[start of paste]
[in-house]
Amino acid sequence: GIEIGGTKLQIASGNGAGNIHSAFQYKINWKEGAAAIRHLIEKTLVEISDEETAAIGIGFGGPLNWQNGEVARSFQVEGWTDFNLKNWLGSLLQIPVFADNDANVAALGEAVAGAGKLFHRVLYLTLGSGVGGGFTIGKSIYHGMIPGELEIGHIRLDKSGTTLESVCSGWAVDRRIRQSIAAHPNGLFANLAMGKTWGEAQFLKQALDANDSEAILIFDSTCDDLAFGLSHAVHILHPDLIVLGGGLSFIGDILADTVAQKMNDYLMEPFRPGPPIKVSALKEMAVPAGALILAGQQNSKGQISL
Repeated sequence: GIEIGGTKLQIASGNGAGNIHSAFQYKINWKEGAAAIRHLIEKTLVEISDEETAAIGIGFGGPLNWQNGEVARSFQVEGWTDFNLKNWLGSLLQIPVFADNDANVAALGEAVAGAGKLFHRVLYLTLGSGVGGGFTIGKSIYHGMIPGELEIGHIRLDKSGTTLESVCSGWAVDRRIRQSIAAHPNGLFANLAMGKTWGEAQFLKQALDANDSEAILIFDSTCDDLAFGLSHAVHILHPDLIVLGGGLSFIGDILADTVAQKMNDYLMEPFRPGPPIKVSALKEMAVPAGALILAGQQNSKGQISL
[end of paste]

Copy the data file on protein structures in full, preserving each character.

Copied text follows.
[in-house]
Amino acid sequence: GIEIGGTKLQIASGNGAGNIHSAFQYKINWKEGAAAIRHLIEKTLVEISDEETAAIGIGFGGPLNWQNGEVARSFQVEGWTDFNLKNWLGSLLQIPVFADNDANVAALGEAVAGAGKLFHRVLYLTLGSGVGGGFTIGKSIYHGMIPGELEIGHIRLDKSGTTLESVCSGWAVDRRIRQSIAAHPNGLFANLAMGKTWGEAQFLKQALDANDSEAILIFDSTCDDLAFGLSHAVHILHPDLIVLGGGLSFIGDILADTVAQKMNDYLMEPFRPGPPIKVSALKEMAVPAGALILAGQQNSKGQISL
Repeated sequence: GIEIGGTKLQIASGNGAGNIHSAFQYKINWKEGAAAIRHLIEKTLVEISDEETAAIGIGFGGPLNWQNGEVARSFQVEGWTDFNLKNWLGSLLQIPVFADNDANVAALGEAVAGAGKLFHRVLYLTLGSGVGGGFTIGKSIYHGMIPGELEIGHIRLDKSGTTLESVCSGWAVDRRIRQSIAAHPNGLFANLAMGKTWGEAQFLKQALDANDSEAILIFDSTCDDLAFGLSHAVHILHPDLIVLGGGLSFIGDILADTVAQKMNDYLMEPFRPGPPIKVSALKEMAVPAGALILAGQQNSKGQISL